Preparing a Statement of Cash Flows
P2-16
Obj. 5 Crimson Florist had the following cash flows for the month of July 2004.

Cash paid for wages $ 5,000
Cash paid for supplies 2,500
Cash received from sales to customers 15,000
Cash paid for equipment 5,000
Cash received from owners 13,000
Cash paid for utilities 3,500
Cash received from creditors 8,500
F77
CHAPTER F2: Business Activities—The Source of Accounting Information
76 Business Activities - The Source of Accounting Information

The cash balance on July 1 was $3,200.
Required
A. Prepare a statement of cash flows for Crimson Florist.
B. What is the purpose of the statement of cash flows?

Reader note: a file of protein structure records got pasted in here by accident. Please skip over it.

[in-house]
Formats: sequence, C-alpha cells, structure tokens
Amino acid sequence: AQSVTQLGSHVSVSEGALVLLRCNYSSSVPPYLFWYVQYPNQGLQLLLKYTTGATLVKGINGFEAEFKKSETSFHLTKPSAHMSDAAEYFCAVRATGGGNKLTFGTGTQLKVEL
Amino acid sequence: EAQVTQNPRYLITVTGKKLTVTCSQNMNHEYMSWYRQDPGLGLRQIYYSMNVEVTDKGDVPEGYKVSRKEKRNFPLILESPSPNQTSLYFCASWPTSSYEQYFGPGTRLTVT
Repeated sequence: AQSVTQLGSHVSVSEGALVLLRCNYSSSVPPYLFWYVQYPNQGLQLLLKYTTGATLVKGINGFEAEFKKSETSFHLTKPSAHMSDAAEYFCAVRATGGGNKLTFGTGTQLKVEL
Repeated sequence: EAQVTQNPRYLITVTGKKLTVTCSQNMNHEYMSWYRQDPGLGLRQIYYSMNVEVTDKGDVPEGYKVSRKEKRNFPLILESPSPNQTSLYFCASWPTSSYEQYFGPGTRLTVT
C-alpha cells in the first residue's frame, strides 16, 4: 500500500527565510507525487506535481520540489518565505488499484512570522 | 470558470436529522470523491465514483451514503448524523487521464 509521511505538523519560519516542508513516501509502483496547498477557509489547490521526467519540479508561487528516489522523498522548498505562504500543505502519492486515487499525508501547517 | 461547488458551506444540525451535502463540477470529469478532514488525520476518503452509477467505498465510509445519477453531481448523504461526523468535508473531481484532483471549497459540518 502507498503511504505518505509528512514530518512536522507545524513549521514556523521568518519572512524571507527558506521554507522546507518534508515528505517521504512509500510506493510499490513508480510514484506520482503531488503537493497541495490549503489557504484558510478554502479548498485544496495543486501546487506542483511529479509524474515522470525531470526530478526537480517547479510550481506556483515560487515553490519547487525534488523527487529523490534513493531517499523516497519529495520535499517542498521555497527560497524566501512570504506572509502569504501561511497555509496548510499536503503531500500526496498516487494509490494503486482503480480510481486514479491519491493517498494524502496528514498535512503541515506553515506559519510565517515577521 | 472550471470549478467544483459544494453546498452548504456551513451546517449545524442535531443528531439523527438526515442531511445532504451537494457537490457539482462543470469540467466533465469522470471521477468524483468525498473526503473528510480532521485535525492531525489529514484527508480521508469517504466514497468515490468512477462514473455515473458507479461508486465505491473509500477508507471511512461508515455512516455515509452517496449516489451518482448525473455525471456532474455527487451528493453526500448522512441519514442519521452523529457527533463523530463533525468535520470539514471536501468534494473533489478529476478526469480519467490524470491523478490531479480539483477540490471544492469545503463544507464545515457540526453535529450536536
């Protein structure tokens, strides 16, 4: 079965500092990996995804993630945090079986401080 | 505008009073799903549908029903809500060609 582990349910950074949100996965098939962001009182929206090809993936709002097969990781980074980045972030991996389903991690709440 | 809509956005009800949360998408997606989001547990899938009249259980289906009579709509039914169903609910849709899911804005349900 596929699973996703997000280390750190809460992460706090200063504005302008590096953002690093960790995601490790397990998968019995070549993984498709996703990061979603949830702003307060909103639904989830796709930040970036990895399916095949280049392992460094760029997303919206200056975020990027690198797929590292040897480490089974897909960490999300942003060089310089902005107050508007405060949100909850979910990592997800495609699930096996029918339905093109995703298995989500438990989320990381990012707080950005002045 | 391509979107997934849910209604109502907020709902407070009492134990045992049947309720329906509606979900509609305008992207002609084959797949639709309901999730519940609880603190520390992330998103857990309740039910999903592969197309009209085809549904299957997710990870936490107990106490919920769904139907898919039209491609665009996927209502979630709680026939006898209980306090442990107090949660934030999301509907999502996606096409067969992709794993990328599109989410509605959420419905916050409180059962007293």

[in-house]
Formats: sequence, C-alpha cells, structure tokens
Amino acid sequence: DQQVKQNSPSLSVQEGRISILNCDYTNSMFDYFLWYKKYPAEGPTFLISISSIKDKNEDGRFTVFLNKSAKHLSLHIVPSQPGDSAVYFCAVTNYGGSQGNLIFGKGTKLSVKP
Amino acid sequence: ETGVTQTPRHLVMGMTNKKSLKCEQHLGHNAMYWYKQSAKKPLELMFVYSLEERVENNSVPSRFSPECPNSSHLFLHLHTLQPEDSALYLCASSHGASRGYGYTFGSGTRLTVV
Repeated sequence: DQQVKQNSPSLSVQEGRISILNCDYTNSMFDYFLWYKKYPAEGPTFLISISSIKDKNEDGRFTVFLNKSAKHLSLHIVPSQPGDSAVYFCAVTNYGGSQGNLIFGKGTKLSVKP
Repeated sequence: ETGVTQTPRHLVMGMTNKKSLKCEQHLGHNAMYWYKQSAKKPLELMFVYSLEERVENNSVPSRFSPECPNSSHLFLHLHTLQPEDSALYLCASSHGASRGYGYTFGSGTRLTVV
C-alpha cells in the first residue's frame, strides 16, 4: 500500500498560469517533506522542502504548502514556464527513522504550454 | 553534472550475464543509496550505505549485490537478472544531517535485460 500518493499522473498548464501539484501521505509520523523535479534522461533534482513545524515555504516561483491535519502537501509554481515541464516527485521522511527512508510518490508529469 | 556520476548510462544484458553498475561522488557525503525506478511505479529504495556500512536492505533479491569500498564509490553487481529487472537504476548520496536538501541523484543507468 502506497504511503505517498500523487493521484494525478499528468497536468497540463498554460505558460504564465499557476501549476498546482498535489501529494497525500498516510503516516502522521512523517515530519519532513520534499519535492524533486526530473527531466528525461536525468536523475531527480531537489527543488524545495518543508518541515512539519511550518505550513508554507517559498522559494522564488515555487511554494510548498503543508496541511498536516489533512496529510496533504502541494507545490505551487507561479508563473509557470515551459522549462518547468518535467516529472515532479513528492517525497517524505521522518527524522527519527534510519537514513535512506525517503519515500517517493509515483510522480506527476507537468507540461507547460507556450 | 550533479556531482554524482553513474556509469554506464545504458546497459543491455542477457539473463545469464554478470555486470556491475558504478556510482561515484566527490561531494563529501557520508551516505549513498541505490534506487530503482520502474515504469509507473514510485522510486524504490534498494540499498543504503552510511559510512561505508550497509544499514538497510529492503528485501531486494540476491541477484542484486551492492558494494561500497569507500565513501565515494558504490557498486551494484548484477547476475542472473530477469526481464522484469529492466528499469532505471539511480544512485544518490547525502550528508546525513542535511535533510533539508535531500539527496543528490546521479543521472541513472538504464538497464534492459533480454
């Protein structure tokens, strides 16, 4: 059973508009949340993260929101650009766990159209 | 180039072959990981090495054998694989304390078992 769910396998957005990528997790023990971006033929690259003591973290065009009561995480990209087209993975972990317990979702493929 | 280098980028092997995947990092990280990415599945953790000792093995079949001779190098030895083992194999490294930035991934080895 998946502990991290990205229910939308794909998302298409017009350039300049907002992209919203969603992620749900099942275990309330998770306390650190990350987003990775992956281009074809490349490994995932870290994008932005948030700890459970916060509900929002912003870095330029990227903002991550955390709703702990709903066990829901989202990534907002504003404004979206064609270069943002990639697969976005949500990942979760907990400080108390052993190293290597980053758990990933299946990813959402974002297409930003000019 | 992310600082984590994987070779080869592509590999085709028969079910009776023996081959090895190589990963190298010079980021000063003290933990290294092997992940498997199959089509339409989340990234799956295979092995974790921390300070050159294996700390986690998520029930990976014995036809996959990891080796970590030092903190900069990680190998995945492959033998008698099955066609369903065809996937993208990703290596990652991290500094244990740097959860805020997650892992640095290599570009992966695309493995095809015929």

Preparing a Statement of Cash Flows
P2-17
Obj. 5 During January, The College Shop had the following cash flows:
Cash paid for merchandise $ 4,000
Cash paid for rent 5,300
Cash received from sales to customers 13,000
Cash paid for utilities 200
Cash received from owners 9,000
Cash paid for equipment 7,000
Cash paid for insurance 2,500
Cash received from a bank loan 10,500
Cash paid for wages 1,200
The beginning cash balance was $4,000.
Required Prepare a statement of cash flows for The College Shop.

Financial Analysis
P2-18
Obj. 5 Holiday Travel Store is a retailer that sells merchandise at a family campground. The com-
pany’s most recent income statement and balance sheet are presented below:


Holiday Travel Store
Income Statement
For the Year Ended December 31, 2004

Sales revenue $75,000
Cost of goods sold (43,000)
Wages expense (15,000)